Saturday, February 24, 2007

Squeaky wheels receive attention (both good and bad)

I spent the past few weeks traveling the country meeting with organizations that use OpenAFS and Kerberos for Windows.  I heard a number of really wonderful things:
  • "We haven't had a show stopper event in more than a year"
  • "The performance is so much better than it used to be.  We no longer receive complaints about how slow it is instead our users send us messages like this one, 'OH My gosh, afs is so fast now since i got my upgrade :)'"
At the same time the amount of funding spent on support and new development has been decreasing.  Budgets are always tight and management wants to spend its money on addressing the issues that cause on-going problems. 

Just a couple of years ago, the OpenAFS Windows client was so bad that not only were organizations sending money but individuals would send personal paypal payments and bottles of tequila as a "thank you for improving my life".   These days expectations have changed.  The assumption is that the OpenAFS Windows client just works.

In the 1.5.15 release of OpenAFS for Windows, a serious data corruption bug was fixed.  As it turns out this bug had been reported to IBM within the last year by an organization that was still using the IBM AFS Windows client.  When the organization switched to OpenAFS it never occurred to them that OpenAFS would have the same problem given their common heritage.  OpenAFS is so much better in so many ways that they "just assumed it had already been fixed."

The truth is that all of the low hanging fruit has already been picked.  Its not that there is no more work to be done but that all of the remaining work is big.  So big in fact that it cannot be paid for out of support budgets.  Instead strategic planning funds must be used and those are much harder to come by especially when the scope of the projects is in developer years and hundreds of thousands of U.S. dollars.  Its no longer possible for someone to ask "how much would it cost to fix xyz?" and receive a response indicating that the work could be done in a few hours or a day or two.

Instead, much of the longer term strategic work that was done to support the Windows Vista platform was unsupported.  Secure Endpoints contributed hundreds of hours of developer time to ensure that there would be an OpenAFS client for the new operating system.  This was done on the assumption that the costs would be re-couped in the future through interest in support contracts.  What a surprise it was to hear this week that existing support contract customers are questioning the need for the support.  The long hours spent improving the product have taken OpenAFS off the radar of senior management and as a result the funding is disappearing.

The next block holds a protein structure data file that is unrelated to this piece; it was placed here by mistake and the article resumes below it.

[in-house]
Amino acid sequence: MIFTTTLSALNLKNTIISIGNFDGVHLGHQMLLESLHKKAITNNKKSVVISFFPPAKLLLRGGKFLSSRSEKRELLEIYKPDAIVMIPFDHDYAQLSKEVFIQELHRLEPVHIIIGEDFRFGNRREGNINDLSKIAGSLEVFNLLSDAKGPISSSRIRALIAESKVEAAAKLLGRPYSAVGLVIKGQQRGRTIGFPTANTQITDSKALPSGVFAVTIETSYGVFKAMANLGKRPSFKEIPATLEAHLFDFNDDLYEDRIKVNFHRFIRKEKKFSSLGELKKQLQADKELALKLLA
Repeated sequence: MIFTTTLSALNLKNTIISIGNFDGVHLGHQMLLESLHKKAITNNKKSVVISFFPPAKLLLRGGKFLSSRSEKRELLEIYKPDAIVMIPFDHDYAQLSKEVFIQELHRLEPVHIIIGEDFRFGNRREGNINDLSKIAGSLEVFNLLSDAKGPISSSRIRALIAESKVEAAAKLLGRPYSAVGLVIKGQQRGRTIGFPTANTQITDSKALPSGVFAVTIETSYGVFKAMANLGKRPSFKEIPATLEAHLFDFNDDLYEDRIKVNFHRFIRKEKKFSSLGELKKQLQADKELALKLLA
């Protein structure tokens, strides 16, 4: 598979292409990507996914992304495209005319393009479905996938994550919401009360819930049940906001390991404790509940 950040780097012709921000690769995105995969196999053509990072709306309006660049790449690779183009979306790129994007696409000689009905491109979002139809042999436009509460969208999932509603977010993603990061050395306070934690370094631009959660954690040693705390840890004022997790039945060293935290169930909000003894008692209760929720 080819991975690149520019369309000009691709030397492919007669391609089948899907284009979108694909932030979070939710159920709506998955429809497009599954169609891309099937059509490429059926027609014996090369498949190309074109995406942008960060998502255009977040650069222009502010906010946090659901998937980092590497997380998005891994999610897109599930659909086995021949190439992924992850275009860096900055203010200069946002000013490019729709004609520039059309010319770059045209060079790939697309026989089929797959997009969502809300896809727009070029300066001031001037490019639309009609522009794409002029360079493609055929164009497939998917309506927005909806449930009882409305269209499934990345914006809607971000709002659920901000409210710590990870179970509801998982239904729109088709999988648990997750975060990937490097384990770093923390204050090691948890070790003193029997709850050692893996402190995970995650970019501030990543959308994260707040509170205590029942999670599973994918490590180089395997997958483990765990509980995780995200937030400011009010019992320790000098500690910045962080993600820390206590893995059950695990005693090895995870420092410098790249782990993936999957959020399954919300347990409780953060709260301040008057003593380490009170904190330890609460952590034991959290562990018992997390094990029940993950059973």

One large user described how there have been so few reported issues with the 1.4.2 client that he can't justify upgrading to 1.5.15 even though he is aware of all of the significant improvements in performance and stability.  Performance improvements just aren't a reason to upgrade when there are thousands of clients involved.  Stability doesn't matter if the end users are not being adversely affected.   Sure there are bugs and annoyances but the help desk knows how to address them and the users move on with life.   Management simply is not going to spend money on something that is faster or prettier.  If there isn't a critical show stopper issue, it won't be detected by their radar.

Our philosophy is that software is built to address the needs of its users with the goal of making their lives happier and more productive.  Good software doesn't attract unwanted attention.  In the case of a file system or other infrastructure, the end user should be able to take it for granted.  If it receives attention from the user, that is a bad thing.

A good support contract vendor is one that addresses issues promptly when they occur, but more importantly works to ensure that you do not have issues in the first place.  The question is, if support dollars are used to fund development that pro actively addresses issues before they are noticed by the customer, how does the customer know that the support dollars were well spent?  This is especially true when management does not believe that incremental improvements in performance and stability are worth paying for.

I am now beginning to understand the behaviors of large corporations providing support to Federal agencies.  I find them extremely frustrating to deal with because the apparent goal is to deploy software with just the right amount of bugs such that there are never issues that bring the entire system to a halt but that ensure that there is a constant stream of small issues that will keep them on the phone with the agency's help desk.  Every week a report is sent to the customer detailing the number of issues categorized by severity and whether or not the user's problem could be addressed.  Large numbers of low severity issues is encouraged whereas even a single Priority One issue is to be avoided. 

Fortunately for the clients of Secure Endpoints Inc, I believe that our role is to help prevent problems regardless of the severity.  Unfortunately, it is then harder to make the case for additional financial investment in products that are already deemed to be "good enough".